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Discussion Forum : General Topics : early church fathers on lost of salvation

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graceamazed
Member



Joined: 2008/11/3
Posts: 77
Tennessee

 Re:

Quote:
I am of the opinion (and this is liable to any amount of correction) that Perseverance vs. Reprobation is, like Election vs. Freewill, a paradox that we'll never fully understand this side of eternity.



I agree. I do not believe this great debate will ever be resolved this side of eternity and in the end I think we'll find that the Lord was neither fully Calvinist nor Arminian. There have been too many great men of God in both camps for me to fully reject one in favor of the other (though I do definately hold closer to one systematic understanding than the other).


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Buck Yates

 2009/1/31 14:44Profile
ccchhhrrriiisss
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Joined: 2003/11/23
Posts: 4476


 Re:

Hi wayneman…

Quote:

Doctrine means "teaching," so it's fair to say the teaching that a believer can become reprobate qualifies as a doctrine. It's also fair to say that the doctrine of reprobation is based on these three passages, but that's not to suggest that proponents of this doctrine are simply isolating and stringing verses together out of context to support their position. On the contrary, these passages seem to state explicitly that it is possible to lose one's salvation. The bottom line is "no man can come to me except my Father in heaven draws him." If we have once walked with God, then backslid, then return to Christ in repentance, it is the Father who has drawn us back, and "he who comes to Me I will in no wise cast out." Backsliders who seek repentance don't need to fear that the Lord will slam the door in their faces (take it from one who knows!).

I am of the opinion (and this is liable to any amount of correction) that Perseverance vs. Reprobation is, like Election vs. Freewill, a paradox that we'll never fully understand this side of eternity.



When I said that I don’t think that this was a “doctrine,” I meant that I don’t see it being TAUGHT by anyone in the early church. The apostles did not teach something that was not completely set in stone by the Scriptures (pure truth) – except for the anecdote of Peter and the circumcision. Can we say with any certainty that the early Church preached ONE idea over the other (in regards to “eternal security”)? Do we see them teach [i]both[/i]?

I certainly agree with the essence of what you’re saying in your post. This issue is FAR from established as an “undeniable truth” in the Scriptures. While some point to a few verses that lead them to believe one way or the other, there is no definitive reference that leads us to believe that the matter is certainly established. However, we have (and know) the Scriptures as a whole.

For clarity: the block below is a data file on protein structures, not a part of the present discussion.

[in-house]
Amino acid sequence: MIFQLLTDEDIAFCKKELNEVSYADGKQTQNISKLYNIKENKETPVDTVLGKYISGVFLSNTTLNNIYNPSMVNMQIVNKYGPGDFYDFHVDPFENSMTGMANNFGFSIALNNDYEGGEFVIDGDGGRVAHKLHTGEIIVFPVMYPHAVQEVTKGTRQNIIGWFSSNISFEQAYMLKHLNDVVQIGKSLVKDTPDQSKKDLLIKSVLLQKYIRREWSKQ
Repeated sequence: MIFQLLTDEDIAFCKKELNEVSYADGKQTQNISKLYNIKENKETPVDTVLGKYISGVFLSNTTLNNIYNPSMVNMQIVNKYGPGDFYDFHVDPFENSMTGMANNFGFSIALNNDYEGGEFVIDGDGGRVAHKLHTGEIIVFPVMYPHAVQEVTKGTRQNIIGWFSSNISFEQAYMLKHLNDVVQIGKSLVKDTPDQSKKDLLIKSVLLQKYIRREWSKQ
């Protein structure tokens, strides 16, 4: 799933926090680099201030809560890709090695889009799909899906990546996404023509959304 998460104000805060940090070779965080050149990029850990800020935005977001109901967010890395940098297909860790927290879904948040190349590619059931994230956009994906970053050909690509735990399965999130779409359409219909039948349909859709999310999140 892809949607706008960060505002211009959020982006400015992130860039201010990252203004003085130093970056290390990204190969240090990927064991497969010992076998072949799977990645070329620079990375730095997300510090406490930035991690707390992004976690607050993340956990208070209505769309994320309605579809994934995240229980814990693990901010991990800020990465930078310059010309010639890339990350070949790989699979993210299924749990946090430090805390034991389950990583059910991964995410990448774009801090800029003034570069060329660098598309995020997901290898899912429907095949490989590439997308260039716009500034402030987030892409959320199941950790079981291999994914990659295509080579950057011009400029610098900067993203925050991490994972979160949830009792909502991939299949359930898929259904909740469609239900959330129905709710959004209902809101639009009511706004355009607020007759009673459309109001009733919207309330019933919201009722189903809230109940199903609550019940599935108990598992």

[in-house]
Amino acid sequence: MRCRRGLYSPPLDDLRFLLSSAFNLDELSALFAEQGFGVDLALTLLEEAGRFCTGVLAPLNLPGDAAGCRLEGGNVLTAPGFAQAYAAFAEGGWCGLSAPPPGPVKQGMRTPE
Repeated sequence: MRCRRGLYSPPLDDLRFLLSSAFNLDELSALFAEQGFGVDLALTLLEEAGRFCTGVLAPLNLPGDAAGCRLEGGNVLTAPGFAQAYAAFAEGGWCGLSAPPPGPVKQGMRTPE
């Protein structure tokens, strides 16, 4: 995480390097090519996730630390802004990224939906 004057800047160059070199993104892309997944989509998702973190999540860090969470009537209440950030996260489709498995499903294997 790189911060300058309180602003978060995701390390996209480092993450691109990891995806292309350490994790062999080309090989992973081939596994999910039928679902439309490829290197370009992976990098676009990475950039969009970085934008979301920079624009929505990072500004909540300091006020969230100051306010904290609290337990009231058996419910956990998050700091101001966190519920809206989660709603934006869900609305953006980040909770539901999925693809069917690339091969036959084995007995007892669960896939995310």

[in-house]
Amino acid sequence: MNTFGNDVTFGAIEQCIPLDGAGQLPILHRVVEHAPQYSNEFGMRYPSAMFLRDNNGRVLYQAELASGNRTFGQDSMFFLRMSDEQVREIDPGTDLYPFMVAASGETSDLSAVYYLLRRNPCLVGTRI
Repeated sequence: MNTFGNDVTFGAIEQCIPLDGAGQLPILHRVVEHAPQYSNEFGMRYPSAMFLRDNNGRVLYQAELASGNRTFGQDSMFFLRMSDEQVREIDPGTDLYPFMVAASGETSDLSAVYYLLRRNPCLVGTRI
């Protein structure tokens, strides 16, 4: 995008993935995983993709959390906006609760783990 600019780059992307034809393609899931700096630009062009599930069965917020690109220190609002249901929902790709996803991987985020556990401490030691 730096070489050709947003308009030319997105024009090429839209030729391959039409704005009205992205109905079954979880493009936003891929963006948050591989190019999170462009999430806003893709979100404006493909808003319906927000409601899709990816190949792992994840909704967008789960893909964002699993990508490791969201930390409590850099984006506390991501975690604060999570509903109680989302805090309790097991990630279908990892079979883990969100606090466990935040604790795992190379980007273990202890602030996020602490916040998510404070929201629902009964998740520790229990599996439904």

Can someone who has truly called upon…and followed after…the Lord in truth – can such a person be tempted to turn back to their old life? I believe that the answer is YES. Why? The Scriptures warn believers about either returning to…or running ahead of…the things of this world. In addition, I think that we can state with certainty that we are all TEMPTED by the things of this world. What happens if we were to give in to those temptations…and continually walk into those things? Are we so brave as to claim that we are still followers of Christ when we are actually following after the lusts of the flesh, the lust of the eyes and the pride of life?

That being said: I don’t think that it is wise for a believer to go about preaching with any sort of certainty one way or the other. Why? Most of the time, this ends up becoming the teaching of a man…and an extra biblical “doctrine. “ Why can’t we just say what the Scriptures say regarding the matter…and leave it at that?

Instead, we find churches that draw up their own doctrinal views and include them within the “we believe” section of their denomination or local congregation…restricting active participation within the congregation to those who wholeheartedly profess an appreciation for such beliefs. This isn’t just true of matters regarding the concept of “eternal security,” but of many other issues too. Doctrines are embraced, propagated and taught in a way as to “indoctrinate” believers toward a particular perspective…rather than to allow a believer to make up his/her mind through much prayer and study.

Rather than teaching a doctrine that says we can be secure in our salvation no matter what (even, perhaps, while living in sin), can’t we simply warn believers about walking away from or running ahead of the faith? I have met people living in gross, blatant and unrepentant sin – yet lay claim to a “doctrine” that says that they are saved. They claim that their faith in Christ was real…so they can’t lose it…even if they have returned to walking in the sins of this world. I just think that this is just counterproductive to the teachings of Christ in the New Testament.

:-(


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Christopher

 2009/1/31 15:08Profile
bible4life
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Joined: 2009/1/21
Posts: 1558
Locport, Illinois

 Re:

thank you for all of your responses, thanks for quotes for the church fathers too.


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John Beechy

 2009/1/31 15:18Profile
hmmhmm
Member



Joined: 2006/1/31
Posts: 4991
Sweden

 Re:

My intent for posting the quotes and participate here is not to flame up another cal vs arm discussion, the original poster asked a question and i tried to give him answers and some of my very little wisdom concerning seeking answers and some of the dangers i my self have encountered. I think i even pointed out if he wanted to read good writings that hold the opposite view. Some that i have been blessed by are Edwards, Spurgeon, Withfield ect.